Outside spending is pouring into the 2022 Senate races, as Democratic control of the chamber hangs in flux.
Nearly $450 million in outside spending has been spent on Senate races so far this cycle, according to OpenSecrets, a watchdog group that tracks money in politics. Just over 80% of that sum, or about $360 million, went to the 10 races deemed competitive by Cook Political Report.
Lunch money or not, $12 million in lying ads is not nothing, as Punchbowl News points out, especially when it puts falsehoods like these on the public radar screen
→ Senate Leadership Fund, the GOP super PAC aligned with Senate Minority Leader Mitch McConnell, accused Sen. Maggie Hassan (D-N.H.) of voting “yes to 87,000 new IRS employees to audit the middle class.”
→SLF also assailed Sen. Raphael Warnock (D-Ga.) for his vote “to hire 87,000 new IRS employees to dig even deeper in middle class pockets.”
None of that is true. Here’s what is true: “The IRS expects up to 50,000 of its current 80,000 employees to retire in the next five years. And despite facing a far broader set of responsibilities, the agency is operating with far fewer employees than it was 30 years ago, when the IRS boasted 117,000 workers.”
So most of the new hires will simply replace the departing staffers. Beyond that, the IRS is about as technologically sophisticated as Donald Trump, so a bunch of the other new hires will be tech geeks, not jack-booted tax auditors.
The GOP’s deceptive campaign ads don’t stop there, though, as Judd Legum reported in his Popular Information newsletter.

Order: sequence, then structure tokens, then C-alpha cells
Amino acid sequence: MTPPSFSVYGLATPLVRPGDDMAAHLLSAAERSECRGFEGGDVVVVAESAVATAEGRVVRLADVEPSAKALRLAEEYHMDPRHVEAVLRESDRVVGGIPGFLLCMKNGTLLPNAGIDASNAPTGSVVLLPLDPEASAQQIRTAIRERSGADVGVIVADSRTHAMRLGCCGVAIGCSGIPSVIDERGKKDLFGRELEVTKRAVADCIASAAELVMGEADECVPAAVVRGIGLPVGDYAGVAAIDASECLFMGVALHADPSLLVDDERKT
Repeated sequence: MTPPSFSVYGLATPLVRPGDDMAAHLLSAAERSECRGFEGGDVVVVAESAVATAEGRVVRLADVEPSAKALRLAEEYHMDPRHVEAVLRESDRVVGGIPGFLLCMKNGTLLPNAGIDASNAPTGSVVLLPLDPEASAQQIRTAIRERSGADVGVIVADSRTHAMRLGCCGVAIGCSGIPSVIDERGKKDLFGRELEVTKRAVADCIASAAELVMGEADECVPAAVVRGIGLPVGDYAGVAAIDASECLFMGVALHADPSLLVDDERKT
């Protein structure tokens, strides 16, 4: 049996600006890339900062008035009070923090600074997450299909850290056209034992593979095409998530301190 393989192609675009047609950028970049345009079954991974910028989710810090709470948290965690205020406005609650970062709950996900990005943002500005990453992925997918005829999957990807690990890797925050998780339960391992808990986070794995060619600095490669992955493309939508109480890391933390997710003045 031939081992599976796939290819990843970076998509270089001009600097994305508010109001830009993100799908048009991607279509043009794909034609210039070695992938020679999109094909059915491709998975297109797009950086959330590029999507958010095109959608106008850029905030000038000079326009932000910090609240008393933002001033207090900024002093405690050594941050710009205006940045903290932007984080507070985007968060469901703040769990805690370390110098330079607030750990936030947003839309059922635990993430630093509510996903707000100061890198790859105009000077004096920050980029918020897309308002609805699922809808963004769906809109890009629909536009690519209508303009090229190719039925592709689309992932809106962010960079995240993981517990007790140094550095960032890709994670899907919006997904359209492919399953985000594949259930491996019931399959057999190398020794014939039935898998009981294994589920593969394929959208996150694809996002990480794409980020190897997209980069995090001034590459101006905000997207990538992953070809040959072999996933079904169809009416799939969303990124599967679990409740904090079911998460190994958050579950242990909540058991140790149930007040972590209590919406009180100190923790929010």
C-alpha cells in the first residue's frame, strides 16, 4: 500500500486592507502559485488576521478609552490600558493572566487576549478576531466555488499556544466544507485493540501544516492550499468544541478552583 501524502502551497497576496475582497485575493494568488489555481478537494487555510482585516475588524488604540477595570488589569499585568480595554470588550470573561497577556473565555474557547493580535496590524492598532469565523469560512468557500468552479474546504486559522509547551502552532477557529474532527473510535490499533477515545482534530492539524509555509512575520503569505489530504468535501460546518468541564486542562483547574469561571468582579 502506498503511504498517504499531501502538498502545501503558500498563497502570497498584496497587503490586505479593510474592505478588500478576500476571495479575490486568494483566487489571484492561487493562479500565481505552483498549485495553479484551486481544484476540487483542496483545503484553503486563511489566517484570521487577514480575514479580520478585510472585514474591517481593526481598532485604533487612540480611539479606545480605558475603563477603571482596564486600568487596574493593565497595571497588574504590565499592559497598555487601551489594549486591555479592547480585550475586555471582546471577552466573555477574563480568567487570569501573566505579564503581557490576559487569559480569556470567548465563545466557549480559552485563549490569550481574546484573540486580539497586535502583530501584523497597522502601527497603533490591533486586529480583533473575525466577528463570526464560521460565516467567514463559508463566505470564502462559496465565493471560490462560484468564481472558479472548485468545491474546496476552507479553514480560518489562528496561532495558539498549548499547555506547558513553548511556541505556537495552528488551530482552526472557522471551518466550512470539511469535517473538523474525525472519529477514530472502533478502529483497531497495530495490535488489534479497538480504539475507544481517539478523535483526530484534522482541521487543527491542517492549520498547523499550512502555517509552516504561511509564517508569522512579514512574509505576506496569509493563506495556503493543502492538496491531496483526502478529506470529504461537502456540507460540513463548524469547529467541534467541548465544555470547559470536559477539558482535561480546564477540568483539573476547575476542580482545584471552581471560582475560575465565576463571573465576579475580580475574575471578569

One of the challenges of attacking any Democratic incumbent on crime is identifying a basis for the attack. Democrats have controlled Congress for two years and, for better or worse, have not done anything to reform the criminal justice system or reduce the power of law enforcement. Both the Senate and House have passed legislation, the Invest to Protect Act, that would provide tens of millions of additional funding to local police departments.
That didn’t stop Republican candidates and the groups that support them from running 53,000 commercials on crime during the first three weeks of September. Over the same time period, “50 percent of all Republican online ads in battleground states…focused on policing and safety.”
As Legum notes, however, the windfall for felons was a bipartisan gift.
The ad claims that Warnock voted “to send almost a billion in COVID relief checks to hundreds of thousands of convicted criminals in prison.” There are similar attack ads currently being run against Democratic Senate candidates in Ohio and Florida. And the NRSC has made the same claim against Democratic Senate candidates in New Hampshire, Arizona, and Nevada.
These ads, however, are extremely deceptive. If Democrats “chose felons” over law-abiding families, so did almost every incumbent Republican Senator and former President Trump.
A majority of GOP nominees — 299 in all — deny the 2020 election results
Experts say their dominance in the party poses a threat to the country’s democratic principles and jeopardizes the integrity of future votes
A majority of Republican nominees on the ballot this November for the House, Senate and key statewide offices — 299 in all — have denied or questionedthe outcome of the last presidential election, according to a Washington Post analysis.
Candidates who have challenged or refused to accept Joe Biden’s victory are running in every region of the country and in nearly every state. Republican voters in four states nominated election deniers in all federal and statewide races The Post examined.
The worst part? “Although some are running in heavily Democratic areas and are expected to lose, most of the election deniers nominated are likely to win: Of the nearly 300 on the ballot, 174 are running for safely Republican seats. Another 51 will appear on the ballot in tightly contested races.”